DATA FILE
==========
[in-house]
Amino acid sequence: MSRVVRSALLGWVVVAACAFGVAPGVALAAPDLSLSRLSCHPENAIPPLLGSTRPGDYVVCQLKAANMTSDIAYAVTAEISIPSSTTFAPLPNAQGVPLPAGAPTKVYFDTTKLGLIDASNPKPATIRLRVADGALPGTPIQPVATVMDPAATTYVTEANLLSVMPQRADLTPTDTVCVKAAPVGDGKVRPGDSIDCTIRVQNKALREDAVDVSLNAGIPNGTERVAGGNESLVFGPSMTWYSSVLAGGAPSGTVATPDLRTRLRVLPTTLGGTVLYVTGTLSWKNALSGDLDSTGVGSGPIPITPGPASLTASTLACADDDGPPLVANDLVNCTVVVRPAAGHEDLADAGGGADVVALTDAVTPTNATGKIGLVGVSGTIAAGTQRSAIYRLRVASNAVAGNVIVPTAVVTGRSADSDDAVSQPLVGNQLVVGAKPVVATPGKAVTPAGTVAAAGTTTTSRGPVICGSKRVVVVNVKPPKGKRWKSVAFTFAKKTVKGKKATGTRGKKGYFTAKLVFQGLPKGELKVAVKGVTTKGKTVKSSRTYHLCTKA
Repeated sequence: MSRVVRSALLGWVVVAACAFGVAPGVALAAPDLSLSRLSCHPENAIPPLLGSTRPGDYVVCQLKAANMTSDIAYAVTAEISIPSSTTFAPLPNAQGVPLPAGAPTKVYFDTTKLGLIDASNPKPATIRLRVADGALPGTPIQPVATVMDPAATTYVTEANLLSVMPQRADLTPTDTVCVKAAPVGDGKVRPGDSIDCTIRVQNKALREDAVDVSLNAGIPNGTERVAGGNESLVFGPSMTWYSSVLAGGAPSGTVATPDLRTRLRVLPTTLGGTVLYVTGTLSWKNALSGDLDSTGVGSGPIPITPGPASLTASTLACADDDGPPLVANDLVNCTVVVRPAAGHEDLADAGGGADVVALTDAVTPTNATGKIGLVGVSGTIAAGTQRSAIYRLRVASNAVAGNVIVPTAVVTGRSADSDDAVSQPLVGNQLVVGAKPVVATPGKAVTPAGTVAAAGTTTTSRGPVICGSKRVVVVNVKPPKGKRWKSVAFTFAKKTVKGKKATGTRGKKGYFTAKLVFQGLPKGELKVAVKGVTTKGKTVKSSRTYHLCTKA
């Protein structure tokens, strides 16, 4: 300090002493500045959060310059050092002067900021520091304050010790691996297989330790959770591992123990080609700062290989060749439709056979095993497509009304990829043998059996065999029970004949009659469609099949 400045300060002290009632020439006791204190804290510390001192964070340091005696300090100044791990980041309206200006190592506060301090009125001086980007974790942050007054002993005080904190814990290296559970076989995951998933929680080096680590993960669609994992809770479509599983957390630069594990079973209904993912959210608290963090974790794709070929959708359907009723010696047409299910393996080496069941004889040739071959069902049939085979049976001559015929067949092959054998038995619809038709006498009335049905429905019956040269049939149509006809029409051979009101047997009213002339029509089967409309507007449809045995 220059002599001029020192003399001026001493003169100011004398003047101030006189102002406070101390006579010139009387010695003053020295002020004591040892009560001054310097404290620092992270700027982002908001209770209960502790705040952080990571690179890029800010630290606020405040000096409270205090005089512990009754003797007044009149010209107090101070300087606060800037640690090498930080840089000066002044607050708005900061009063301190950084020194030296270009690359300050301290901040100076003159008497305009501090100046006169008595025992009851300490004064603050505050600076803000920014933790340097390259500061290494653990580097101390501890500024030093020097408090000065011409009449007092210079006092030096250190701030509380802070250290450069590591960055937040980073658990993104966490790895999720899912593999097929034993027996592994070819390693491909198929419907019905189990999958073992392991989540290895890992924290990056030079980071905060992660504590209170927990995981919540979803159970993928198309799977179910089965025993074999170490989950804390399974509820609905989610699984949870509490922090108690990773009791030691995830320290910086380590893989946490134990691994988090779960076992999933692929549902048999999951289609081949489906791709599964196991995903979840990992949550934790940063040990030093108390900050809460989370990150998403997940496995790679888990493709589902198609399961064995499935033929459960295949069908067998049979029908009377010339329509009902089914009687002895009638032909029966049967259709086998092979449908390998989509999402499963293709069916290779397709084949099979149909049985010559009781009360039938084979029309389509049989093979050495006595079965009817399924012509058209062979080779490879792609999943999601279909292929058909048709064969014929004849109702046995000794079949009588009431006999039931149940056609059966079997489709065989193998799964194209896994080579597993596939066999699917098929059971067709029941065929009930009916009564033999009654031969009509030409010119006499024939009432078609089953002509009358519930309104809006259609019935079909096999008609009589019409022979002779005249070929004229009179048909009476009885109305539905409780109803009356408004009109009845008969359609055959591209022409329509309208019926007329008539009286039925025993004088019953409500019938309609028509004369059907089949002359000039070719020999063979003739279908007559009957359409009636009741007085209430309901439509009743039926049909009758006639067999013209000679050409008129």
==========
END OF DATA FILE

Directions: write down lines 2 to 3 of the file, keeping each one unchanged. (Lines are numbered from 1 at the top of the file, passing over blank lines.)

Amino acid sequence: MSRVVRSALLGWVVVAACAFGVAPGVALAAPDLSLSRLSCHPENAIPPLLGSTRPGDYVVCQLKAANMTSDIAYAVTAEISIPSSTTFAPLPNAQGVPLPAGAPTKVYFDTTKLGLIDASNPKPATIRLRVADGALPGTPIQPVATVMDPAATTYVTEANLLSVMPQRADLTPTDTVCVKAAPVGDGKVRPGDSIDCTIRVQNKALREDAVDVSLNAGIPNGTERVAGGNESLVFGPSMTWYSSVLAGGAPSGTVATPDLRTRLRVLPTTLGGTVLYVTGTLSWKNALSGDLDSTGVGSGPIPITPGPASLTASTLACADDDGPPLVANDLVNCTVVVRPAAGHEDLADAGGGADVVALTDAVTPTNATGKIGLVGVSGTIAAGTQRSAIYRLRVASNAVAGNVIVPTAVVTGRSADSDDAVSQPLVGNQLVVGAKPVVATPGKAVTPAGTVAAAGTTTTSRGPVICGSKRVVVVNVKPPKGKRWKSVAFTFAKKTVKGKKATGTRGKKGYFTAKLVFQGLPKGELKVAVKGVTTKGKTVKSSRTYHLCTKA
Repeated sequence: MSRVVRSALLGWVVVAACAFGVAPGVALAAPDLSLSRLSCHPENAIPPLLGSTRPGDYVVCQLKAANMTSDIAYAVTAEISIPSSTTFAPLPNAQGVPLPAGAPTKVYFDTTKLGLIDASNPKPATIRLRVADGALPGTPIQPVATVMDPAATTYVTEANLLSVMPQRADLTPTDTVCVKAAPVGDGKVRPGDSIDCTIRVQNKALREDAVDVSLNAGIPNGTERVAGGNESLVFGPSMTWYSSVLAGGAPSGTVATPDLRTRLRVLPTTLGGTVLYVTGTLSWKNALSGDLDSTGVGSGPIPITPGPASLTASTLACADDDGPPLVANDLVNCTVVVRPAAGHEDLADAGGGADVVALTDAVTPTNATGKIGLVGVSGTIAAGTQRSAIYRLRVASNAVAGNVIVPTAVVTGRSADSDDAVSQPLVGNQLVVGAKPVVATPGKAVTPAGTVAAAGTTTTSRGPVICGSKRVVVVNVKPPKGKRWKSVAFTFAKKTVKGKKATGTRGKKGYFTAKLVFQGLPKGELKVAVKGVTTKGKTVKSSRTYHLCTKA